Shut businesses or face attacks, locals instruct KZN foreign shop owners

Tensions have been simmering for some time in KZN’s northern townships, with locals accusing foreigner nationals of putting them out of business.

FILE: Foreign nationals gesture after clashes broke out between a group of locals and police in Durban on 14 April 2015 in ongoing violence against foreign nationals in Durban. Picture: AFP.

JOHANNESBURG – KwaZulu-Natal Premier Willies Mchunu has called an urgent meeting with foreign shop owners after they were instructed by locals to close their businesses by Thursday or face attacks.

The foreign nationals have been informed through a letter from the Northern Region Business Association, which claims to represent local informal traders to: “Cease all operations and await the next instructions”.

Tensions have been simmering for some time in KZN’s northern townships, with locals accusing foreign nationals of putting them out of business.

The meeting is underway in the KwaMashu township.

The last time a similar letter was circulated around KZN in 2015, at least six foreign nationals were killed and more than 2,000 were displaced. That is why Mchunu acted fast to call this meeting to listen to grievances between foreign nationals and local business people.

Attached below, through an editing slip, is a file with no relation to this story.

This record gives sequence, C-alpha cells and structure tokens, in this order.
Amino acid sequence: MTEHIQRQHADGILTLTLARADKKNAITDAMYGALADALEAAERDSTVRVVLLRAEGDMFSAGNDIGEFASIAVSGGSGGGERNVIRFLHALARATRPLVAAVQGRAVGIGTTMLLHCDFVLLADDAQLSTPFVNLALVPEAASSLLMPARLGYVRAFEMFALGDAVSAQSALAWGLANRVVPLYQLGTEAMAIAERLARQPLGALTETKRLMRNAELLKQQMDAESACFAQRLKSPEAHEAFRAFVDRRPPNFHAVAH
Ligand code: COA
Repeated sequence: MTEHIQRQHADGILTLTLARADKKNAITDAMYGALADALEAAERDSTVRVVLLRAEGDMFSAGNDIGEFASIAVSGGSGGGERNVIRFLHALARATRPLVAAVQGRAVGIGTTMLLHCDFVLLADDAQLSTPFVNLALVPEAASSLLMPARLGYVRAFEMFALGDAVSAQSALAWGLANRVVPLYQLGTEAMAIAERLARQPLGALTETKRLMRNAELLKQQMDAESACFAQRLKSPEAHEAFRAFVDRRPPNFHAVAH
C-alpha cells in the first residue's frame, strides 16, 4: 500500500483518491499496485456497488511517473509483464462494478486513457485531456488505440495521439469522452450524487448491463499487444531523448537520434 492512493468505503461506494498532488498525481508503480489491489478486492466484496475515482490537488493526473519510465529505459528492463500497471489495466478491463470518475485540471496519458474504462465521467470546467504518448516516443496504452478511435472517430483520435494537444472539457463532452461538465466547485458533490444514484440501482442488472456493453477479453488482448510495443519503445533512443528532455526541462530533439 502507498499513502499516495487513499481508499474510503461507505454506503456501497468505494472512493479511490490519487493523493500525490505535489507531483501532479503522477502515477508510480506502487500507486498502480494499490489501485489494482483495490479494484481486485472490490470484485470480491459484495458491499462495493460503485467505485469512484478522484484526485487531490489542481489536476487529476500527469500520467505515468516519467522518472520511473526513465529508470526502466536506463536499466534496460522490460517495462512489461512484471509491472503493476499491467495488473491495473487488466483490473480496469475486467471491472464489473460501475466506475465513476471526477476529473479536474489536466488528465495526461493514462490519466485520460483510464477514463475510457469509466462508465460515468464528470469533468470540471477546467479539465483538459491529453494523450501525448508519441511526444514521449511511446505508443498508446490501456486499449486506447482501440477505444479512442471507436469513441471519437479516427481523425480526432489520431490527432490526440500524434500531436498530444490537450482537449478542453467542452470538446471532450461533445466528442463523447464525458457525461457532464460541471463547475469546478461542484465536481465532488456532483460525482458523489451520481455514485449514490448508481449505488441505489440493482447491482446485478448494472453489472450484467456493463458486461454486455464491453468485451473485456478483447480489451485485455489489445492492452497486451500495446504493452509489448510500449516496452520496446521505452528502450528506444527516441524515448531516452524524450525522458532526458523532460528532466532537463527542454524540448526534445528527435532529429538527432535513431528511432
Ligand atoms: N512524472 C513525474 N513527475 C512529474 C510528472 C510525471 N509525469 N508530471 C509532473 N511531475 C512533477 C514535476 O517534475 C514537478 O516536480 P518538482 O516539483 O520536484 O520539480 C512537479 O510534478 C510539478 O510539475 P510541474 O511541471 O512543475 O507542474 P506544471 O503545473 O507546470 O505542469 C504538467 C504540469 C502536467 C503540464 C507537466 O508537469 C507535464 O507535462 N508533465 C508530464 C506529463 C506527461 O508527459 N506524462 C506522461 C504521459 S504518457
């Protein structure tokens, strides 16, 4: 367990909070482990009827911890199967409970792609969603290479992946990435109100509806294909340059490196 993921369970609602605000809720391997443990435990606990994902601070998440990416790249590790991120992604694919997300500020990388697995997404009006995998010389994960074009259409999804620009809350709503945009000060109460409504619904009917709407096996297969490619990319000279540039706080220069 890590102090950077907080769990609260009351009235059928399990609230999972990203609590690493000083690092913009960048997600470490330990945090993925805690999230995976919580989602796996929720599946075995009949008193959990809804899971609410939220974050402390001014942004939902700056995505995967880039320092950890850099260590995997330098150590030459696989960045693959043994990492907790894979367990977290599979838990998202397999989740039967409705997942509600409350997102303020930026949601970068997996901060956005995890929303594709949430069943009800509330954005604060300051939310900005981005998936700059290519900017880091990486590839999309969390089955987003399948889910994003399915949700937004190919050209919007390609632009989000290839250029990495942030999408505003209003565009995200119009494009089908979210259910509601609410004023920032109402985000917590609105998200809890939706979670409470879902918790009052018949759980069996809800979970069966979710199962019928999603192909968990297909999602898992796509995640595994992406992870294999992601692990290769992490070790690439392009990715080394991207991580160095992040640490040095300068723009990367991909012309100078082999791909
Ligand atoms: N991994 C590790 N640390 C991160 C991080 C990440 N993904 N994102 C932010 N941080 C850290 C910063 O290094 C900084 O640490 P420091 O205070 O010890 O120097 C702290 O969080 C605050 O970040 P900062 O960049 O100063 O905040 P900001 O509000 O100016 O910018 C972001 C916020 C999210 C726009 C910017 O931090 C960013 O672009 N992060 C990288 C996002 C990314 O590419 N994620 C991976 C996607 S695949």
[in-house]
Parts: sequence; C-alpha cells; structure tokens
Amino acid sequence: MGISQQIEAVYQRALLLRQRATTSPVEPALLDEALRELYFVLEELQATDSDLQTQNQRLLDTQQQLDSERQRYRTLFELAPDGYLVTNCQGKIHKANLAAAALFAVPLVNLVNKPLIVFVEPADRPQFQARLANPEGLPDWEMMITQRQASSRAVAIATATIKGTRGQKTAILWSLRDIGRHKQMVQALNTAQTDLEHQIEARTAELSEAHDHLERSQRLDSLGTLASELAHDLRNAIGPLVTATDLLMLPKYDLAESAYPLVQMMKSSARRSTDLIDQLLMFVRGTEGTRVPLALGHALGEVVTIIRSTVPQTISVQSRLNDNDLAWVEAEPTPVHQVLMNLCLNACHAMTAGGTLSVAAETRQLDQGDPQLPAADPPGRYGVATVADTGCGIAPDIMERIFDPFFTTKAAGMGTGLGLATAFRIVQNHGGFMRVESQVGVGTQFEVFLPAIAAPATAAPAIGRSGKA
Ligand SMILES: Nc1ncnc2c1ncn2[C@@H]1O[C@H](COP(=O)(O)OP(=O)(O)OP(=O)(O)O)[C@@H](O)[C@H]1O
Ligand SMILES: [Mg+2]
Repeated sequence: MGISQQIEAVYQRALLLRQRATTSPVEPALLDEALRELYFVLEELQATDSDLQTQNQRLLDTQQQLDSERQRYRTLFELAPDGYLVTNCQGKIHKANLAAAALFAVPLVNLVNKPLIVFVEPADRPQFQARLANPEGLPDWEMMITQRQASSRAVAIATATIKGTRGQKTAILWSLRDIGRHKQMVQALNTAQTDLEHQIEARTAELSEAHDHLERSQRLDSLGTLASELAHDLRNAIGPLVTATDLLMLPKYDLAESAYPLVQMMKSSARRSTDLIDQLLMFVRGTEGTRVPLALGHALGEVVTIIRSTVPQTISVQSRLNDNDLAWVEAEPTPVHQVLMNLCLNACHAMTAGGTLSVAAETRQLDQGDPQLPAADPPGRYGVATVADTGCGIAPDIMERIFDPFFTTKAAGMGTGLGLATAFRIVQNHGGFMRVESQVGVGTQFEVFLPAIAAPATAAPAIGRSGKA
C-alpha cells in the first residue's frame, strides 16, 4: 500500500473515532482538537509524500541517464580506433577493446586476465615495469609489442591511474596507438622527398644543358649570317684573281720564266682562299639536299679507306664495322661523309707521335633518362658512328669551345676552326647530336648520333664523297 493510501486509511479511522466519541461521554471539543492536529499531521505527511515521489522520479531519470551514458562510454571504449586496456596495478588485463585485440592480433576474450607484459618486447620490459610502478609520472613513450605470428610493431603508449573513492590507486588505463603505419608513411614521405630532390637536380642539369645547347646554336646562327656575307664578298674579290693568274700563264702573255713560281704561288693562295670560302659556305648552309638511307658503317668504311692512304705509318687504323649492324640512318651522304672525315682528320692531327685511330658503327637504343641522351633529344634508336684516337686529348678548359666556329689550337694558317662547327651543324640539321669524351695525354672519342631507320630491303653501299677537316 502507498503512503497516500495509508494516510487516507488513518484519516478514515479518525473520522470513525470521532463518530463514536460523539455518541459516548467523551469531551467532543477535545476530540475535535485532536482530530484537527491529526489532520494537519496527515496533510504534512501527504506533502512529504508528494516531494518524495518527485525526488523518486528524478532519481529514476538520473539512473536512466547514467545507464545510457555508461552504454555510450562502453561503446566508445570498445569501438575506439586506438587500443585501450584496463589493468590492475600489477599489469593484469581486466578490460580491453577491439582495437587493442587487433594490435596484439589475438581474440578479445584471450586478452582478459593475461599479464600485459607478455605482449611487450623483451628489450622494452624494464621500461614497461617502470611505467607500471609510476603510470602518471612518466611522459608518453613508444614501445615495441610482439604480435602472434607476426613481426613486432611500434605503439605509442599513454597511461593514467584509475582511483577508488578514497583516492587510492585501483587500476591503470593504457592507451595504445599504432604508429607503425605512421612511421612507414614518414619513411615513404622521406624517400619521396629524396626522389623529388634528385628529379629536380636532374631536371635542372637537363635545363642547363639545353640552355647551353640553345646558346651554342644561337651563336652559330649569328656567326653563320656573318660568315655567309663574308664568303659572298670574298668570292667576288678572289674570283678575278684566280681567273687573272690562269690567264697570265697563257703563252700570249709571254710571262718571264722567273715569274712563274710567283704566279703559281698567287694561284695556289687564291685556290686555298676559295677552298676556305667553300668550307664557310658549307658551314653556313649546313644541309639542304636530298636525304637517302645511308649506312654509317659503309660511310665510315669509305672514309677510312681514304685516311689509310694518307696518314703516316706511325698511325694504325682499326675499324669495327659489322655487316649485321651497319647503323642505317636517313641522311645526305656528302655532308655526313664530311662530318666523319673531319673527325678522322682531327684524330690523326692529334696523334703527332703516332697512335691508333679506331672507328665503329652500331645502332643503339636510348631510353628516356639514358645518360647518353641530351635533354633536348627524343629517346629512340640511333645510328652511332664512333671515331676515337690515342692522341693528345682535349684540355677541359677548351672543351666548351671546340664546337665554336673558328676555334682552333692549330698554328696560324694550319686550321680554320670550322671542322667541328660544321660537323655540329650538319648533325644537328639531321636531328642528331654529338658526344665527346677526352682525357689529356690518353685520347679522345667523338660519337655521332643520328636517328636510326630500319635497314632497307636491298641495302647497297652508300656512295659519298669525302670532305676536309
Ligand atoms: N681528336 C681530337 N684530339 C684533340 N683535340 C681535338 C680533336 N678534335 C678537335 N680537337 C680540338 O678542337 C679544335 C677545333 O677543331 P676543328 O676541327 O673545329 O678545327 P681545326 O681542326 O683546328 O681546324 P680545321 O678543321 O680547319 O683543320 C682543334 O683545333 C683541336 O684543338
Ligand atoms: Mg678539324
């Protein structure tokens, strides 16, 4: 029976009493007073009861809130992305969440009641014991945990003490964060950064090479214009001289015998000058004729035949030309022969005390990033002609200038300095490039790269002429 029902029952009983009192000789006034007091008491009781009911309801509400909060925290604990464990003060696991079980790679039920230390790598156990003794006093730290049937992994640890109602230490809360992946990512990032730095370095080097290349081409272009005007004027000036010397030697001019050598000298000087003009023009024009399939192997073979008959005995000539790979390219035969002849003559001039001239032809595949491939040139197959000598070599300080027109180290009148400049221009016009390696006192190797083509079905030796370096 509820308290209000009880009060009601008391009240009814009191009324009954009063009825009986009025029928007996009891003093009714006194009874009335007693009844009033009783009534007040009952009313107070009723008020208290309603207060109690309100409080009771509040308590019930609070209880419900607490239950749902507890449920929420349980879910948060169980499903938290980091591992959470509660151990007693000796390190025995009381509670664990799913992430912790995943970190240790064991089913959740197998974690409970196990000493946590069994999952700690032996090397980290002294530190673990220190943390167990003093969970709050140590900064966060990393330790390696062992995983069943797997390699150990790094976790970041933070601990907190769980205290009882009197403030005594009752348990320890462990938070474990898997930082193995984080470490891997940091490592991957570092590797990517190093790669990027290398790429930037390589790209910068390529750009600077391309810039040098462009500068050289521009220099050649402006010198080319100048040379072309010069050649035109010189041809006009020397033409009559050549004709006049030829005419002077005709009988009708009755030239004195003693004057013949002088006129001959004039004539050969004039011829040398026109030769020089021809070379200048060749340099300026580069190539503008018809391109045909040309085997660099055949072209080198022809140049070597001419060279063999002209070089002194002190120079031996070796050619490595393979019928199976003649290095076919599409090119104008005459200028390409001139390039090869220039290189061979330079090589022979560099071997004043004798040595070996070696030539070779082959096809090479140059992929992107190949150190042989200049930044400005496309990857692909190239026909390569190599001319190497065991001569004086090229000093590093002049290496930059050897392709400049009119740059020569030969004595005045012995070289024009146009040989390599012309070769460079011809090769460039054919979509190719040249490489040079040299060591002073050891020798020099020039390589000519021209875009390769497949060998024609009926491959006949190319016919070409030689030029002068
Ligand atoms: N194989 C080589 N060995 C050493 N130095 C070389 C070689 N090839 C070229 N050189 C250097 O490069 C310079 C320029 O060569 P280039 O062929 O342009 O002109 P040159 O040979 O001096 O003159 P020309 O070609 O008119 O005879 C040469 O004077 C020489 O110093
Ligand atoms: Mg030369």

The locals say they gave their counterparts time to shut their businesses to “ensure that foreigners leave peacefully”. This has sparked panic among foreigner nationals in KZN and the police in this area say they are on high alert. The government is hoping to calm the situation to avoid a repeat of the deadly xenophobic attacks four years ago.


Mchunu says he’s worried about an escalation of tension between foreign nationals and locals.

Foreign and local shop owners attending the meeting have separated themselves into groups, while often pointing at each other and telling the media why the other one is wrong.

Mchunu says given the deadly xenophobic violence of 2015 this meeting insurgent.

“For fear of any escalation of tensions and therefore leading to conflicts we’ve decided to call this meeting, mainly to listen and make sure that the law is kept.”

Mchunu says he wants to know what’s causing the latest tensions, but time is running out as locals are adamant on their instruction that foreign shop owners shut their businesses and leave the township.

(Edited by Zamangwane Shange)